Study: Schools Should Teach Middle Eastern Politics to Counter Extremism


Greater engagement with diverse Muslim communities, including the “balanced” teaching of Middle East politics in schools, is needed to counter the threat of violent extremism, a report by a leading thinktank has concluded.

The report by the Australian Strategic Policy Institute (Aspi) found that the slick online propaganda machine created by Islamic State had experienced considerable success in recruiting younger fighters, and that government attempts to counter extremism online had so far fallen short.

It noted that younger Muslims mistrusted the government.

“The Muslim community must be part of a coherent national response to terrorism,” the report said. “Australia as a whole must find a way to work with Australian Muslims that’s creative and respectful and doesn’t blame the community for the behaviour of a tiny group.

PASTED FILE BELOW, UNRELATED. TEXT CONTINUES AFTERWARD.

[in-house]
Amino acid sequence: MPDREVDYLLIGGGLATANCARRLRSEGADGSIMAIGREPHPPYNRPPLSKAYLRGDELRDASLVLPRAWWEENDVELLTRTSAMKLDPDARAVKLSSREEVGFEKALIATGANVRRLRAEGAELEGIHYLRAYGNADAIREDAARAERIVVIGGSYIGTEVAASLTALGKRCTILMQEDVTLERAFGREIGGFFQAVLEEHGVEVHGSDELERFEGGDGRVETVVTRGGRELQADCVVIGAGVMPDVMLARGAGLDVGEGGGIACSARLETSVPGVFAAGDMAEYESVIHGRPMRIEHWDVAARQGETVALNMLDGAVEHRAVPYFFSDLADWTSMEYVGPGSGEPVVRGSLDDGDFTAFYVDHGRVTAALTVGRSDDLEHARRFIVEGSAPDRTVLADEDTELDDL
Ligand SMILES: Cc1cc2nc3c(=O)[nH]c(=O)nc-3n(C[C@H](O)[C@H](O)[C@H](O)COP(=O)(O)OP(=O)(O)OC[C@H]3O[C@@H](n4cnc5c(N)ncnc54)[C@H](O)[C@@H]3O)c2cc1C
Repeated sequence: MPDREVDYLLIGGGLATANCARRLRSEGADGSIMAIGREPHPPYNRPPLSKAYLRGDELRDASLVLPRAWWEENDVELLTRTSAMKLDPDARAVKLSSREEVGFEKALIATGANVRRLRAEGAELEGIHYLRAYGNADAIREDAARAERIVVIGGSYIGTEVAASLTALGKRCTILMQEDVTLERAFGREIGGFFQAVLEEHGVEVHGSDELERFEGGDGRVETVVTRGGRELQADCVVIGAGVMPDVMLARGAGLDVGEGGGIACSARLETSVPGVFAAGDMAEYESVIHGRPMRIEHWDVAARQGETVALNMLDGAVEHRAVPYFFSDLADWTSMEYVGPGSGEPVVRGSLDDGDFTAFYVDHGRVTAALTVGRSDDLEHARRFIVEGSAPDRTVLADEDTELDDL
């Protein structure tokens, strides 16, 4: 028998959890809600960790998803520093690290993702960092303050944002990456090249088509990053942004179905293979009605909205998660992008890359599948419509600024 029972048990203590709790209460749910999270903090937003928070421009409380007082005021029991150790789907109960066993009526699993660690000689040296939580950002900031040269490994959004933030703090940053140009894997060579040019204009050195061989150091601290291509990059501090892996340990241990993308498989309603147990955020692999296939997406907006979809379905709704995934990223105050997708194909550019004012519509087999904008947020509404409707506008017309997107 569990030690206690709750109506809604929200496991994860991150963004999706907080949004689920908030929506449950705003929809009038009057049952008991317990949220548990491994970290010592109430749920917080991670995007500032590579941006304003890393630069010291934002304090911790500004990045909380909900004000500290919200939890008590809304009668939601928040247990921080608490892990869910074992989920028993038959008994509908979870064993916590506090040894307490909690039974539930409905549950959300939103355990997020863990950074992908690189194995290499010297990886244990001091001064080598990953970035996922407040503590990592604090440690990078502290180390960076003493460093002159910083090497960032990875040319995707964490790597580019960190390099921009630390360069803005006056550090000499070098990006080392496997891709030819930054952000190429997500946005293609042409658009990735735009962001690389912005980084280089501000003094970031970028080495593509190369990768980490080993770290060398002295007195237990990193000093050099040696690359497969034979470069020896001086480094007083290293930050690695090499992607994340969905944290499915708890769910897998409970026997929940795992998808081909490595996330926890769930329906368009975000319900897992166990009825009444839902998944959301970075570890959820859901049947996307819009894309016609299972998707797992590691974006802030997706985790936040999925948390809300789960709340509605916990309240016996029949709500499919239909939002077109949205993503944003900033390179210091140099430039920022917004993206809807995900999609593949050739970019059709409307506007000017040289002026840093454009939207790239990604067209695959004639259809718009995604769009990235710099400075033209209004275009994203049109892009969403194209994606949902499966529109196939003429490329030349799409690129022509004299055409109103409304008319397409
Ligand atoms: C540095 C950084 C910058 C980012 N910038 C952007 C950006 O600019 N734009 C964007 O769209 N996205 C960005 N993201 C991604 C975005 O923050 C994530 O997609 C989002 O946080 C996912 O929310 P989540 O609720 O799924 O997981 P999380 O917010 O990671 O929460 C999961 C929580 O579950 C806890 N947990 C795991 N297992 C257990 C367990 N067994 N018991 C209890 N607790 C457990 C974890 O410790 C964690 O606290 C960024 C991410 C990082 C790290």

“Any engagement program needs to operate on the basis that there is no single Muslim community in Australia,” the report said. Government policy needed to take that diversity into account.

“A key task will be to build trust within this group, which will happen only after a sustained effort to discuss, listen and collaborate,” it said.

The executive director of Aspi, Peter Jennings, told ABC radio that political leaders needed to get past simplistic phrases such as “Team Australia”.

“That didn’t go down terribly well,” Jennings said. “I recognise the prime minister’s intent but I think in some ways what’s needed is a deeper conversation with those communities in order to bring them into a shared enterprise which is where, frankly, we’re not right now.”

The opposition leader, Bill Shorten, said Muslim Australians should not be “demonised”.

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SOURCE: Shalailah Medhora
The Guardian

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